Collaboration in the classroom: Examining technological issues from an ethnographic lens

15 June 2021

By Meryl Yu

From labour automation, to artificial intelligence and digital dating, technology permeates every strand of modern life. To address this, Yale-NUS College Assistant Professor of Social Sciences (Anthropology) Zachary M Howlett devised Technology and Culture, an innovative course that enriches students’ understanding of technology in modernity through ethnographic research.

“Looking around the world and seeing how technologies are transforming societies, I wanted to engage critically with the students about these massive technological transformations in the 21st century,” said Asst Prof Howlett. “An anthropological approach maintains a big-picture view while engaging with the everyday complexities of technology production and use. Too often, a technological intervention is seen as a magic medicine or panacea for complex social problems that require a more ground-up and nuanced approach. At the same time, technology is crucial to our everyday lives and fundamental to what it means to be human.”

Asst Prof Howlett guiding class reflection on the last day of class in April 2021. Image taken by Glen Ang for Yale-NUS College.

Indeed, anthropology— the scientific study of human social and cultural life— provides a disciplinary lens and an analytic toolkit to unpack compelling questions about the intersections of culture with technology. Students discussed a myriad of topics in anthropological literature, such as racialised surveillance technologies in the United States and the cultural imagination of robots in Japan.

Furthermore, Asst Prof Howlett adopted a collaborative pedagogical style, which was possible given the small class sizes at the College.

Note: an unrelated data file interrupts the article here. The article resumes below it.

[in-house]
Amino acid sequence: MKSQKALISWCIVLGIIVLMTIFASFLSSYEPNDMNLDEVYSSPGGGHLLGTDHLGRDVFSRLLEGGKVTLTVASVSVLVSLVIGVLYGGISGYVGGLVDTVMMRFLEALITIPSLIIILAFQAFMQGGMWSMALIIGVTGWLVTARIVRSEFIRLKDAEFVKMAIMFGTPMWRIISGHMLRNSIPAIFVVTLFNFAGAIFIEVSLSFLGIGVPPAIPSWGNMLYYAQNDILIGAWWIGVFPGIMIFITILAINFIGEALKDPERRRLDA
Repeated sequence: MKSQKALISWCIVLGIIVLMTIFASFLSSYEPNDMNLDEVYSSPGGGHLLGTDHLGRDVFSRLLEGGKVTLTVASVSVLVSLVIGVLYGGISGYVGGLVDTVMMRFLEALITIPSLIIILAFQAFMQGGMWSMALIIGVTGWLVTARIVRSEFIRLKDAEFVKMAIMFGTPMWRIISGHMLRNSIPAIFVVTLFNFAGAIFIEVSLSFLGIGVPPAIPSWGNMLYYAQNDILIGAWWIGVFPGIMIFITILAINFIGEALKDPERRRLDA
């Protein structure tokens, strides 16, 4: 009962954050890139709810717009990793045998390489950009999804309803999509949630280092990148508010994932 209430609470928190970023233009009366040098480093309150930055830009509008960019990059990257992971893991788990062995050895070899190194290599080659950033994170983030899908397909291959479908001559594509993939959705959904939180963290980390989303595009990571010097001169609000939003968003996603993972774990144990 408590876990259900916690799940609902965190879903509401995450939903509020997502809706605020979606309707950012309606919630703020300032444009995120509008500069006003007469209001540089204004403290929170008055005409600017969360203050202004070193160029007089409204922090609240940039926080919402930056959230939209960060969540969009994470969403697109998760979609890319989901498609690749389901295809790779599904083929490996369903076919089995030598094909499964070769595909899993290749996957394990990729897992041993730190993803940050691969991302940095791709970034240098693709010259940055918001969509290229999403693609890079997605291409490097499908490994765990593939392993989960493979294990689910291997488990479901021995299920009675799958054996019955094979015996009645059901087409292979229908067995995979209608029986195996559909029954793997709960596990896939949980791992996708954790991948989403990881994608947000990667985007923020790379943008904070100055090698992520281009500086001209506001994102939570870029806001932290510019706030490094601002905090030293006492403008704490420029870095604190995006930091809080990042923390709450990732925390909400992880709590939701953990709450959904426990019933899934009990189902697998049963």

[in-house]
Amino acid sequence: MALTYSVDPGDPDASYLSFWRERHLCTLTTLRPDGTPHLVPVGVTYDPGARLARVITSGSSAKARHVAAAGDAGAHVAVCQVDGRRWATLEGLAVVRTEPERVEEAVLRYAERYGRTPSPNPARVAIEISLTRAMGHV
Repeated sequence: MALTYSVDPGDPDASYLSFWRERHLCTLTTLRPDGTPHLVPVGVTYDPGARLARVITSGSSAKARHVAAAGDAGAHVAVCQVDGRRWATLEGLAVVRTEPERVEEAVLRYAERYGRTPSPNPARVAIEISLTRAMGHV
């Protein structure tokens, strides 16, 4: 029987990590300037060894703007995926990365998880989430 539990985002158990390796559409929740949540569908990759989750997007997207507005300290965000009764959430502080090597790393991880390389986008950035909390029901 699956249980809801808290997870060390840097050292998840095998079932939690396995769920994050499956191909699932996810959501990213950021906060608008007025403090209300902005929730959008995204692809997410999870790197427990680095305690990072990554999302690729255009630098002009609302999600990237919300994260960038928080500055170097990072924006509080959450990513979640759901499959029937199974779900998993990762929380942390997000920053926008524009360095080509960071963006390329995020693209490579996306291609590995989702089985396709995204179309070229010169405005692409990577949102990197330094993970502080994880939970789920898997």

“Asst Prof Howlett is an excellent professor, and I enjoyed how he placed us into small groups where each of us developed a point deeply, and then we re-convened as a class to critique the authors together. Class discussions were rich with insight and analysis, and I always went away with a new perspective,” said Steven Sy (Class of 2022).

Like Steven, Liyana Ivanova Doneva (Class of 2023) appreciated the collaborative learning style of the course. She said, “Asst Prof Howlett strongly encourages peer citation for our assignments, so I try my best to engage with what each student is saying in order to cite them correctly later on. Oftentimes a classmate’s reinterpretation of the text really helps me gain a better understanding and enables me to consider multiple perspectives.”

Asst Prof Howlett explained that the bottom-up, flipped classroom learning process better emulates real-world working environments, where multiple contributors cooperate in service of larger, shared goals.

“This practice closely matches how writing and knowledge production works in the real world, where people work in groups or teams of interlocutors, reviewers, mentors, and others to produce new knowledge and outcomes. I think this collaborative pedagogical approach teaches important leadership and collaboration skills that will be valuable in the endeavours of students while they are at Yale-NUS and beyond,” he said.

Asst Prof Howlett facilitating student participation in the Technology and Culture course in April 2021. Image taken by Glen Ang for Yale-NUS College.

This first iteration of the Technology and Culture course welcomed a medley of students specialising in wide-ranging disciplines, enabling them to approach the issues from a multitude of angles.

“One of the best things about the course was to hear these great critical conversations taking place across different disciplinary perspectives such as anthropology, philosophy, biology, psychology, and more,” Asst Prof Howlett reflected.

As a case in point, Liyana, an Urban Studies major, valued how new insights from the Technology and Culture course re-illuminated the way she thought of urban planning and cities.

“In my Introduction to Urban Studies class, I was able to think more critically of the implications of ‘new’ and ‘smart’ cities after having grappled with so many examples of technology being used as a quick fix, but one that ultimately fails to address the root of the problem,” she said.

Similarly Steven, an Anthropology major and a writer, valued the soft skills and critical thinking that the course imparted to him, particularly how this might impact his creative writing.

“When I write, I try my best to ensure that I write from different perspectives, and this course has made me think about indigenous and minority perspectives on technology. When technology is introduced into a world, it always serves a particular goal and set of people, so I try to be as aware of different perspectives as I can when I’m writing a story,” he said